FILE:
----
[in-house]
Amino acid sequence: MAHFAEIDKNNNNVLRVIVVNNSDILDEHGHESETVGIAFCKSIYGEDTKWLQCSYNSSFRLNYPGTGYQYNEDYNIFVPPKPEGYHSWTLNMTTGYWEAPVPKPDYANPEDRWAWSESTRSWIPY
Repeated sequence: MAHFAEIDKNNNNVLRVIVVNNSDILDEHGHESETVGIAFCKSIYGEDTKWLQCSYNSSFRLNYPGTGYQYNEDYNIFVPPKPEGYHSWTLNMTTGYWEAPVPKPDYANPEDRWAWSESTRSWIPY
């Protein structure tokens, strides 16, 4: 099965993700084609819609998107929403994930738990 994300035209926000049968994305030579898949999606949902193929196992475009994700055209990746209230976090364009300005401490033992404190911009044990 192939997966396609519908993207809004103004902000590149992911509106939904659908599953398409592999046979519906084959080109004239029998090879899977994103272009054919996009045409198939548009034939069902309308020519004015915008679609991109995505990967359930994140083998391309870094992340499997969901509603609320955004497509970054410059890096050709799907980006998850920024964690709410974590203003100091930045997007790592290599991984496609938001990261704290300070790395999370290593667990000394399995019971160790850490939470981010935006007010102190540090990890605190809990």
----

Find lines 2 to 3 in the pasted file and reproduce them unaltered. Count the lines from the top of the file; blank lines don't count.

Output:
Amino acid sequence: MAHFAEIDKNNNNVLRVIVVNNSDILDEHGHESETVGIAFCKSIYGEDTKWLQCSYNSSFRLNYPGTGYQYNEDYNIFVPPKPEGYHSWTLNMTTGYWEAPVPKPDYANPEDRWAWSESTRSWIPY
Repeated sequence: MAHFAEIDKNNNNVLRVIVVNNSDILDEHGHESETVGIAFCKSIYGEDTKWLQCSYNSSFRLNYPGTGYQYNEDYNIFVPPKPEGYHSWTLNMTTGYWEAPVPKPDYANPEDRWAWSESTRSWIPY